Language Identities in the Countries of Former Yugoslavia


The countries that were once Yugoslavia are both bound and repelled by such tumultuous history that their close language ties are twisted by politics. Communication to each of them must be handled carefully, no one exactly like any of the others.

Among these seven countries — Serbia, Montenegro, Kosovo, Slovenia, Macedonia, Croatia and Bosnia-Herzegovina – there are languages spoken that are essentially the same, but the fight for individual identity plays out in staunch refusal of any one “language” to be absorbed by another. Bosnians, Croats, Montenegrins and Serbs understand each other perfectly, and linguists identify the four languages as the same language with different labels; but nationalism, fueled by late 20th century wars, is crystallized in language labels that carry the added significance of who is “us” and who is “them”.

So the official, similar languages of Bosnia and Herzegovina (population just under 4 million), Croatia (population almost 4.5 million), Montenegro (population about 620,000), and Serbia (population over 7 million) are respectively: Bosnian, Croatian, Montenegrin and Serbian. They are the same linguistically, with different names. And the complicating factor is that there are just enough variations among them that an individual from any one of these four countries would notice if the language in your marketing or product materials was created for one of the other countries/languages.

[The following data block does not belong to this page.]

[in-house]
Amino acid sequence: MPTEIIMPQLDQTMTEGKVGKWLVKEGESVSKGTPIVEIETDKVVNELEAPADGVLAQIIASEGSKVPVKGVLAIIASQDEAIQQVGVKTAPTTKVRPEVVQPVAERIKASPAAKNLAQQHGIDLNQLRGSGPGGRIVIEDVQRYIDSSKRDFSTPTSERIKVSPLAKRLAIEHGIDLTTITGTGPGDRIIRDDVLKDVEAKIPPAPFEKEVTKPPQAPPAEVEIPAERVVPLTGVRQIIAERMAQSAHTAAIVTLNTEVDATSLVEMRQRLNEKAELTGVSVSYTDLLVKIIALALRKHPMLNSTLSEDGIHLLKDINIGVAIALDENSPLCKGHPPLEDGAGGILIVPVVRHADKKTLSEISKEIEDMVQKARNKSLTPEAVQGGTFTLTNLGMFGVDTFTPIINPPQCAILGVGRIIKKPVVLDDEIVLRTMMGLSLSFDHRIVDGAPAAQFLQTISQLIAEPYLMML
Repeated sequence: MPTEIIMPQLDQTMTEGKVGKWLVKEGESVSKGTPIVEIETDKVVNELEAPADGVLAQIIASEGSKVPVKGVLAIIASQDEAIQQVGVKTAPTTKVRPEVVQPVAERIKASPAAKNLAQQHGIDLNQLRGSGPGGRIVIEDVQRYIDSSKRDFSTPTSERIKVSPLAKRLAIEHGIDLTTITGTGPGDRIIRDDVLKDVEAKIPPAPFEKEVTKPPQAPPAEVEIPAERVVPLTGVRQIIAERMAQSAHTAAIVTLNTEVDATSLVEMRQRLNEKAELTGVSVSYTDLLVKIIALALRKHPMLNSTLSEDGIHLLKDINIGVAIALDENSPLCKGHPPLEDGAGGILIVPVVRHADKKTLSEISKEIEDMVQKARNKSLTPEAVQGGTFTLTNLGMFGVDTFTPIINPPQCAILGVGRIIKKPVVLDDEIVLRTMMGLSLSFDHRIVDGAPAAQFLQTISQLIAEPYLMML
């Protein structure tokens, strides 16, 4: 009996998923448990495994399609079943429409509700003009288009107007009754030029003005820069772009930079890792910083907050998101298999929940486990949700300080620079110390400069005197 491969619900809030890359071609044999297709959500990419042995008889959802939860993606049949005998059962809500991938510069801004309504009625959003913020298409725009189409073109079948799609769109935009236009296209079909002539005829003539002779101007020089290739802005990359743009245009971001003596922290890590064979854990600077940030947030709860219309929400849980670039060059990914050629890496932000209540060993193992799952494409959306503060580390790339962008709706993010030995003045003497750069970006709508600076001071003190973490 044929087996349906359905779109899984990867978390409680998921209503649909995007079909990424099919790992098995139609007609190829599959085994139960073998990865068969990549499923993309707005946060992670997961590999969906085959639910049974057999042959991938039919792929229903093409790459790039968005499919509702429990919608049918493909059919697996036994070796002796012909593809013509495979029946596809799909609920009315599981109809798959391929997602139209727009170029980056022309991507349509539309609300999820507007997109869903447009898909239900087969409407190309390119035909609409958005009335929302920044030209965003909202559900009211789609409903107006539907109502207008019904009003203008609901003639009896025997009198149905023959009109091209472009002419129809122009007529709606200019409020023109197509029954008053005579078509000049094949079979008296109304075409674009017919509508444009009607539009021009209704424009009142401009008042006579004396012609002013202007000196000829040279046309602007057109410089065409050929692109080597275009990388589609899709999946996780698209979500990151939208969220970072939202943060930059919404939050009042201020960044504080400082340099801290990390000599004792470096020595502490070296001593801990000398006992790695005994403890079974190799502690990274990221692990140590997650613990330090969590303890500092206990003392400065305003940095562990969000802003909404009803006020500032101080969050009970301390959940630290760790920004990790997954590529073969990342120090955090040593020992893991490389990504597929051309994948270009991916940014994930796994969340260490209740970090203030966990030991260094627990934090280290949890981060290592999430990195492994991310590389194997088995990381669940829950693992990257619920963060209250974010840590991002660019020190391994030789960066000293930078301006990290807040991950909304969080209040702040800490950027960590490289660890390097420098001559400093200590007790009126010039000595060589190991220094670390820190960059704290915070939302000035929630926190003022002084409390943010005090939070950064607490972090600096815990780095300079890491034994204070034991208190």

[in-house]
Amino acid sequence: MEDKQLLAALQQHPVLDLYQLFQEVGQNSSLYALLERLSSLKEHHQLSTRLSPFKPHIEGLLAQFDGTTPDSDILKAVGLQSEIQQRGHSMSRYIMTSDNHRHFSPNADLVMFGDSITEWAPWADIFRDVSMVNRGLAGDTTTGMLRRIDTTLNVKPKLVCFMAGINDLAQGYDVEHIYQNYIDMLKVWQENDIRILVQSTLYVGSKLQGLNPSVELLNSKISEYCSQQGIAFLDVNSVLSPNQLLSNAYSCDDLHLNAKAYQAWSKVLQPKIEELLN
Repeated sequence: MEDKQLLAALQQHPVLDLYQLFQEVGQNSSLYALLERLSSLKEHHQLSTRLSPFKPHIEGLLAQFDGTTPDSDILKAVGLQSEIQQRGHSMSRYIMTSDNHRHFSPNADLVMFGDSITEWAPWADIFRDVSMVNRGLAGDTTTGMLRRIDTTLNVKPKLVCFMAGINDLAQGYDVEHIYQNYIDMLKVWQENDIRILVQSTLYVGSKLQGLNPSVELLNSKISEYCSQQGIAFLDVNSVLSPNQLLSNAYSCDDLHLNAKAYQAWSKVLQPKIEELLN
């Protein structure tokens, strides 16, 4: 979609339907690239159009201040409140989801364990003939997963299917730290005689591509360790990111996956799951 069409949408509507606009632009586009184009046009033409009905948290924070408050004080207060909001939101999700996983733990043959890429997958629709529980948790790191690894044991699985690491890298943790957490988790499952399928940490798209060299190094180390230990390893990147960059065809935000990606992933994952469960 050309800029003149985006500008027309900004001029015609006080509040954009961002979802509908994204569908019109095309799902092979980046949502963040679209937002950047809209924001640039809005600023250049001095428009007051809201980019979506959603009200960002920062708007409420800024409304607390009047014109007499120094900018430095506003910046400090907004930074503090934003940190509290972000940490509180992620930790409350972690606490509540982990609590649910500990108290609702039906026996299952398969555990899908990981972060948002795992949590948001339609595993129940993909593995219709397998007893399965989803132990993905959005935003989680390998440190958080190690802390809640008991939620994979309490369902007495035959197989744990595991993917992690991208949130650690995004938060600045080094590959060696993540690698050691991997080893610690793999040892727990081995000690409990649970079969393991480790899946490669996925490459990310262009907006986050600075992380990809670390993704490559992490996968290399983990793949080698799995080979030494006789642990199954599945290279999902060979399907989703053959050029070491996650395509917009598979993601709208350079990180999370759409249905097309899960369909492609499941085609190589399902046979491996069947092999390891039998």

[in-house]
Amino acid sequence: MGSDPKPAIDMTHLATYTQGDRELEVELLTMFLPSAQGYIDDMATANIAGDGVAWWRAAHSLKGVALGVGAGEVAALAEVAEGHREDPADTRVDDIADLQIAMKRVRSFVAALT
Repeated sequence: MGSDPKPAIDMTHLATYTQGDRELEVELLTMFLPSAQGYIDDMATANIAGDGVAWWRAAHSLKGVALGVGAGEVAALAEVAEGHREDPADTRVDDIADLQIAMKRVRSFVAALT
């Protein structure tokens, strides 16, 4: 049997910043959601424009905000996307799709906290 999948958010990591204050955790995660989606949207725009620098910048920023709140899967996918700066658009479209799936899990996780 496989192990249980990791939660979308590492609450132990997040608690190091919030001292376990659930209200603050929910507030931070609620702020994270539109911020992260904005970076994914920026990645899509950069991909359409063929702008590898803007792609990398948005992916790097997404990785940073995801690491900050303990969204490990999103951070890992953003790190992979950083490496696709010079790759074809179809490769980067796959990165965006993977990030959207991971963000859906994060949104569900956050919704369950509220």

In Macedonia (population just over 2 million), Macedonian is the language to use for translation, and in Slovenia (population also just over 2 million), it is Slovenian.

The majority of Kosovo’s citizens speak Albanian; Serbian is the second official language in Kosovo (population just under 2 million).

As far as which countries to approach with your products, some of these seven countries of the former Yugoslavia have EU membership, ties to NATO and historically strong ties to the U.S. and/or Europe. In varying states of peace, stability and openness to trade, they must be examined one by one for specific demographics in the cities and regions where you are considering doing business. Translations and localization for these close neighbors will always be distinct from one another.

Skrivanek has experienced linguists and subject matter experts across the region to help you ensure that all of your materials are country appropriate.

J. McShulskis

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